Welsh anglers are calling on Irish fishermen to stop using huge drift nets which are blamed for the falling numbers of salmon from rivers in Wales.
Irish drift nets are being blamed for catching too many salmon
The European Union has already warned the Irish government to stop drift-net fishing or face prosecution.
Lyn Hughes, the vice president of the Welsh Salmon and Trout angling association, said the situation in Wales was "really grim".
But he said it was too early for figures on the numbers affected.
"We are not seeing salmon - that's for sure," he said.
"We have to wait for anglers and netsmens' returns, and we won't have any accurate scientific numbers until this time next year probably."
Mr Hughes, who is also founder member of the Carmarthenshire Fishermen's Association, said Great Britain can press Ireland to stop drift-netting, after it stopped its own use of the method.
"We had to put our own house in order here in Great Britain because we had a notorious drift net fishery off the north east of England," he said.
"We could not put that much pressure on the Irish government while we had egg on our own face.
"The drift-netting in this country is a thing of the past."
An Environment Agency spokesman confirmed that salmon had been in decline for the last 10-15 years.
Anglers say they are seeing fewer salmon in Welsh rivers
He said the Irish drift net fishery remained a significant, if not the main, exploiter of some stocks.
"Salmon from all parts of England and Wales are exploited in the Irish coastal drift net fishery," added the spokesman.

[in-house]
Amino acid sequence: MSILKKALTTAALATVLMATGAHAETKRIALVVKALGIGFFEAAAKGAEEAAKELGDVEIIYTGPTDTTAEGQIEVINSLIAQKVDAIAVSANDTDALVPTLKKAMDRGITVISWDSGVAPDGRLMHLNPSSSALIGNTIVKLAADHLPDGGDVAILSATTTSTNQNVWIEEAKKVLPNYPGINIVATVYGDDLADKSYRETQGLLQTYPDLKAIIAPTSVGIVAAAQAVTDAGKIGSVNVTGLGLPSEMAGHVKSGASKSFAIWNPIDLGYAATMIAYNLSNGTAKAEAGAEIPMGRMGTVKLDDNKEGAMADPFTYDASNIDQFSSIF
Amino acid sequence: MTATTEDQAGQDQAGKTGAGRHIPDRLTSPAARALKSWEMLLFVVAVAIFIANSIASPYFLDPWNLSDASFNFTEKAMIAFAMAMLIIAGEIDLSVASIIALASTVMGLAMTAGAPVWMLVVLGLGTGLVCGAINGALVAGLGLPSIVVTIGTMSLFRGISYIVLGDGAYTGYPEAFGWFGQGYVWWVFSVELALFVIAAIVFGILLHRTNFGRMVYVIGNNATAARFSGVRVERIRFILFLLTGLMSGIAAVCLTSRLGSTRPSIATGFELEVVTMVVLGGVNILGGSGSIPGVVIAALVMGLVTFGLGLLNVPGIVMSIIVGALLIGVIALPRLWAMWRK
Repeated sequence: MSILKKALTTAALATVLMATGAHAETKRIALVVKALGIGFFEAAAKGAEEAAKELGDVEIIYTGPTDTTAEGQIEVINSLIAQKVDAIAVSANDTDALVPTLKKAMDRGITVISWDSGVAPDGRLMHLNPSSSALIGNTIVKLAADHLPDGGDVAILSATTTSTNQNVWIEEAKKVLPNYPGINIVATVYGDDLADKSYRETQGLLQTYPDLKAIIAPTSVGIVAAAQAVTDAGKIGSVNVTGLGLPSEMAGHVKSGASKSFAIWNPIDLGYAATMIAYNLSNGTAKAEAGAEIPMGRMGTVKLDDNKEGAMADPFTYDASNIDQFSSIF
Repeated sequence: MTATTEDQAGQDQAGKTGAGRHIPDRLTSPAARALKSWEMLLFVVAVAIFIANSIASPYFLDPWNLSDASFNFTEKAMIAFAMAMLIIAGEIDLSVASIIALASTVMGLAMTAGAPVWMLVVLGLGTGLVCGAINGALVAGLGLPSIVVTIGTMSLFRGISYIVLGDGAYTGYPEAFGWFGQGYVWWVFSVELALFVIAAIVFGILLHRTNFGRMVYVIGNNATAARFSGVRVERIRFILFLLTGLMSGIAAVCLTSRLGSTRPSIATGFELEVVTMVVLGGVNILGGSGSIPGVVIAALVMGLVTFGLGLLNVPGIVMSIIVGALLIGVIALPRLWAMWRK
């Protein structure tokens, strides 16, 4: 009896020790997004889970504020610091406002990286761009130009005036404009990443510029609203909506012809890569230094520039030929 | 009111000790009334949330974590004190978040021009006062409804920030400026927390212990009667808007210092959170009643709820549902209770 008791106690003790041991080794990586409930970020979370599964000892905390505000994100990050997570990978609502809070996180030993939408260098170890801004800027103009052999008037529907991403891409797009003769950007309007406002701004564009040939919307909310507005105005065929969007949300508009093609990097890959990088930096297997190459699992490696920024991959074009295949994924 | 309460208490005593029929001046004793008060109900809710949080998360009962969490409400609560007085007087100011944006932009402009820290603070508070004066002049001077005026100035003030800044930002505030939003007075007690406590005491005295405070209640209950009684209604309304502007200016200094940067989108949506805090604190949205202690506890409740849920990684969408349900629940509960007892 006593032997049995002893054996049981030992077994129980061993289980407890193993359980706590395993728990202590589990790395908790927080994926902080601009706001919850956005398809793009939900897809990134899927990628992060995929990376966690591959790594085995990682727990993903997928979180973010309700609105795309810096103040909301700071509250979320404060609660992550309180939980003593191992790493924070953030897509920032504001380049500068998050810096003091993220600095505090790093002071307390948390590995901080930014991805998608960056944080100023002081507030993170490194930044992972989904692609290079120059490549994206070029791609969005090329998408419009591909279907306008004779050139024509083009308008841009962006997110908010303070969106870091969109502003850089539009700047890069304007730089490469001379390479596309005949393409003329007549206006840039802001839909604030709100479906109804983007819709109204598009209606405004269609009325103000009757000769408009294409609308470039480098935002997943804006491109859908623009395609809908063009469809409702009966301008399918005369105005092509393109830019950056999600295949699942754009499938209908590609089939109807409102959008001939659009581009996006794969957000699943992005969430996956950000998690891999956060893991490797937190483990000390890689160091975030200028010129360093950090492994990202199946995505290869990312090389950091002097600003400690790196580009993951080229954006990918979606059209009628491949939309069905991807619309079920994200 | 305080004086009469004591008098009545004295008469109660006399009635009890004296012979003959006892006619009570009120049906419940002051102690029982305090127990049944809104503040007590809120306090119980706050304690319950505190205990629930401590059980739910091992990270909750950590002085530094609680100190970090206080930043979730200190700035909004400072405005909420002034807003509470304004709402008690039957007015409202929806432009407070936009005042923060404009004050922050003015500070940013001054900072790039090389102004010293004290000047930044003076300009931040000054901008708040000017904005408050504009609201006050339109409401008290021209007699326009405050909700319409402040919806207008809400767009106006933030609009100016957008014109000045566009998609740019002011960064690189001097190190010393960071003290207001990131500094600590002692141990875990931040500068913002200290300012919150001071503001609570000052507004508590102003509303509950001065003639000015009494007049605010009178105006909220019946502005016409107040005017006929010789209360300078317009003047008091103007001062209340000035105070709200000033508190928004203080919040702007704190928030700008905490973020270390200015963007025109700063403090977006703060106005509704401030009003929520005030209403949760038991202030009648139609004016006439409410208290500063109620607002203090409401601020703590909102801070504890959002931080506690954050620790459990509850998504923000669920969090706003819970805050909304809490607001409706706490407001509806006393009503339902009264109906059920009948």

"The agency would greatly welcome a change in the management of the Irish fisheries, , such that less than 1% of salmon from any English or Welsh river would be killed in these fisheries."
Nial Green, chairman of the Stop Irish Driftnets Now organisation, said the situation in Irish rivers was "not dissimilar" to that in Wales.
He said a recent study showed "that around 10-12% of all salmon going back to rivers in south Wales and south west of England were being taken in the Irish drift nets".
But he admitted it was not just drift-netting causing the problem.
"Our salmon stocks are going down for a variety of reasons, of which drift netting is one of the major ones," he said.
"But that beholds us to take a much more precautionary approach in the management of what is left, or we will actually kill the seed stock.
"The Irish drift net fishery is now the only large scale drift net fishery in the entire North Atlantic region."